In Bolton et al. (2020b), we set forth multiple options that draw from historical experience.  One of those options is for the UN Security Council to put in place the type of global immunity shield it did for Iraqi oil assets in May 2003, with the intention of enabling an orderly negotiated restructuring of the Iraqi debt without the fear of disruptive creditor litigation (Buchheit and Gulati 2019). A particularly attractive feature of this solution is that it requires the agreement of only a small subset of nations – all of whom have a strong interest in protecting the global financial system. If that does not work, a modified (yet still highly effective) shield can be put in place by just the countries in whose courts seizure actions by creditors are most likely to be brought (the US and the UK). A further line of defence, albeit a more speculative one, could be the doctrine of economic necessity from international law (Bolton et al. 2020, Weidemaier and Gulati 2020). 

The obvious concern with extreme solutions such as those utilised for Iraq in 2004 is that, by interfering with the legal rights of creditors, they risk raising the future cost of capital for all emerging market borrowers. To address this concern, we note that there is no evidence of reputational costs associated with Roosevelt’s decision to repudiate the Gold Indexation Clause on US debt, an important historical precedent of political intervention in debt contracts (Kroszner 1998, Edwards 2018). Furthermore, contrary to some expectations, in the aftermath of the March 2020 sudden stop, the spreads of countries that applied for the G20 DSSI decreased more than the spreads of countries that did not apply for debt service suspension (Lang et al. 2020).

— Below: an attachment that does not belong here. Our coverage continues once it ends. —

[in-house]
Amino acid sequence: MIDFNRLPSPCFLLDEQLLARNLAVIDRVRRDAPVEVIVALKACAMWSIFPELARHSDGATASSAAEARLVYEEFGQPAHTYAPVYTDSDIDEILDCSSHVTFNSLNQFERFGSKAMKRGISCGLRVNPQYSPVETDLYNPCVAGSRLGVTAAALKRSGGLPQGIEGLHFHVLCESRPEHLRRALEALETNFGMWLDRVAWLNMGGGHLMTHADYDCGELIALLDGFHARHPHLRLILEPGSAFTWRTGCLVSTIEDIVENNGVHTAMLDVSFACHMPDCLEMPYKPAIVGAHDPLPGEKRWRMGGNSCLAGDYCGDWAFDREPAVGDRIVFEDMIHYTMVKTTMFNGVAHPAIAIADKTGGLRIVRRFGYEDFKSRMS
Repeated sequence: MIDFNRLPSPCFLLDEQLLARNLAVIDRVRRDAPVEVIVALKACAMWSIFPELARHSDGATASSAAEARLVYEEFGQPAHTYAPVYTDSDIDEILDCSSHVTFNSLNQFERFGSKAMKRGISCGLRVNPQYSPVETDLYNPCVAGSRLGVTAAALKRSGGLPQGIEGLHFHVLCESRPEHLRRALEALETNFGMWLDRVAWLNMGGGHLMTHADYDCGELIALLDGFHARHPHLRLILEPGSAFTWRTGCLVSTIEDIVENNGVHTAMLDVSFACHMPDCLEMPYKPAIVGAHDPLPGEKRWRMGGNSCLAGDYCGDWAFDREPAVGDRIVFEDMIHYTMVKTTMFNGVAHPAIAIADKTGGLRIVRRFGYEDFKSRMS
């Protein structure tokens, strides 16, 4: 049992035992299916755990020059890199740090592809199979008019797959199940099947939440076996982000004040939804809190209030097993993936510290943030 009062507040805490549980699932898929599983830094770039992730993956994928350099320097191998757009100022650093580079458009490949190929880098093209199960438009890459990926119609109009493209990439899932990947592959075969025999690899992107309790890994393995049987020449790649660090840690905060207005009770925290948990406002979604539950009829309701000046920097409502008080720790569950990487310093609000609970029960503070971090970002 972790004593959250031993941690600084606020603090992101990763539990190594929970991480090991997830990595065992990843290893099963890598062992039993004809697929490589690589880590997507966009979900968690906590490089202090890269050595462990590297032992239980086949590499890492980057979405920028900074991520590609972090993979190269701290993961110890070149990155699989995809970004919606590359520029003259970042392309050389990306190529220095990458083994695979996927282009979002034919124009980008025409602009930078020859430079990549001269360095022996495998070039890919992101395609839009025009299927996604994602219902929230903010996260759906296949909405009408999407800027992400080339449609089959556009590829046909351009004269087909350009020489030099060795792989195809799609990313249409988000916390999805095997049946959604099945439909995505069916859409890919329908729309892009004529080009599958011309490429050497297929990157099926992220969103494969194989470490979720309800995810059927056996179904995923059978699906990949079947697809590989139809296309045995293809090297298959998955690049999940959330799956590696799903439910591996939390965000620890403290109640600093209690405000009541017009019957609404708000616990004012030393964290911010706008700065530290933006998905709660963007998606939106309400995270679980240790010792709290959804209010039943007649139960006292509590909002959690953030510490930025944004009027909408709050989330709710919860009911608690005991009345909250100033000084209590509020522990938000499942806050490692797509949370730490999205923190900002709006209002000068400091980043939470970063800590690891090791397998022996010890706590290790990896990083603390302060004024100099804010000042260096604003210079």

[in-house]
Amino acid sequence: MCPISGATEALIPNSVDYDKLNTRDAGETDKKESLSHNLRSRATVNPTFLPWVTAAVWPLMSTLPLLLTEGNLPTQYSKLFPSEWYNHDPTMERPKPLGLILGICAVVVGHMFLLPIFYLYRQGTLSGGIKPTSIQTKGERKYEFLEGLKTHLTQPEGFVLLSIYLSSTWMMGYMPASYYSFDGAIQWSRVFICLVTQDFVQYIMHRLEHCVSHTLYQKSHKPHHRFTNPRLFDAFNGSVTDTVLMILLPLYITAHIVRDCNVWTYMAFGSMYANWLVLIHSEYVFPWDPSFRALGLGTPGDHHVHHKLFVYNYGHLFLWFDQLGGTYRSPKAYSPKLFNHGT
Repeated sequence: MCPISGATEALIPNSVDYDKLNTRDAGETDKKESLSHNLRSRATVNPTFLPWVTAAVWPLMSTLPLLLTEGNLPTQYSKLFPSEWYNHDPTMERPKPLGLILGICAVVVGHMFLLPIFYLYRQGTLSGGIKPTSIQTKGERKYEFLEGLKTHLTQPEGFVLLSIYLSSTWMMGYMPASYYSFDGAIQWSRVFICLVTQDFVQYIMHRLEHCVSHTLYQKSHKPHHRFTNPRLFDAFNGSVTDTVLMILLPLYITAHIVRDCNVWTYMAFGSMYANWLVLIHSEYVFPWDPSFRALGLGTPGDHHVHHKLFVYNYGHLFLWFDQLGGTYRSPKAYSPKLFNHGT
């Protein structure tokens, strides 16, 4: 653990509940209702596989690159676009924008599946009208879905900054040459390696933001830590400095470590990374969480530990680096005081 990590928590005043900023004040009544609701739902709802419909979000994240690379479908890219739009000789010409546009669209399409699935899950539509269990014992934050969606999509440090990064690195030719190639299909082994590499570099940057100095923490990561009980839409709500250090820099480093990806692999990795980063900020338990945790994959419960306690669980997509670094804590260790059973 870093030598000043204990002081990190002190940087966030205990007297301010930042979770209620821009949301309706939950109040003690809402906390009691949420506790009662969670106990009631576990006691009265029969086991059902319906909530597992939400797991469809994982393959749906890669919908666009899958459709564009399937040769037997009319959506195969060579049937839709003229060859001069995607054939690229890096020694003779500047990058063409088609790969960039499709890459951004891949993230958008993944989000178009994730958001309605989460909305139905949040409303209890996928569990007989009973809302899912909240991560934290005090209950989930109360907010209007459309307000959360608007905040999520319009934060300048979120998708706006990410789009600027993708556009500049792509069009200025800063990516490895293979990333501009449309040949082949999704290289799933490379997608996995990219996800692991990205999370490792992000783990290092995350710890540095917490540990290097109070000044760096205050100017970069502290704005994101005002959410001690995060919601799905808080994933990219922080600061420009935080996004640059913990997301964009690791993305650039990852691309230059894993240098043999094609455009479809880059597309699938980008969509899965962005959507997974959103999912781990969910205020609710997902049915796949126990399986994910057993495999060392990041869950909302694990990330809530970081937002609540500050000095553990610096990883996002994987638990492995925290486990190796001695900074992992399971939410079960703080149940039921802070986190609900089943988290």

In our paper, we bring new evidence to this question of the market impact of political intervention in contract rights by examining the impact of the retroactive modification of local law Greek sovereign bonds by the Greek legislature. This Greek ‘retrofit’ was one of the most significant interferences with contractual rights in the history of sovereign debt markets, and resulted in a massive restructuring for creditors (aggregate NPV haircuts for investors in the range of 55-65%) (Zettelmeyer et al. 2013). Like after Roosevelt’s repudiation of the gold clauses, many commentators suggested that the Greek retrofit would destroy the European sovereign debt market. 

We test if this was the case, by focusing on the pricing of debt of other euro area peripheral borrowers following the Greek retrofit.1  

We begin by looking at the market effect of the passage of the Greek Bondholder Act of 2012 (which implemented the retrofit) and then study the market impact of the most prominent court rulings on the multiple challenges that investors brought against the Greek government’s actions in Greek local courts, foreign sovereign courts, European courts, and arbitration tribunals. In all cases, the legal claims of bondholders were rejected – an outcome that was by no means assured, especially since many of the challenges were brought in non-Greek courts. Inasmuch as these rulings were a surprise for the market, they allow us to conduct multiple event studies that examine the European sovereign debt market reactions to these decisions.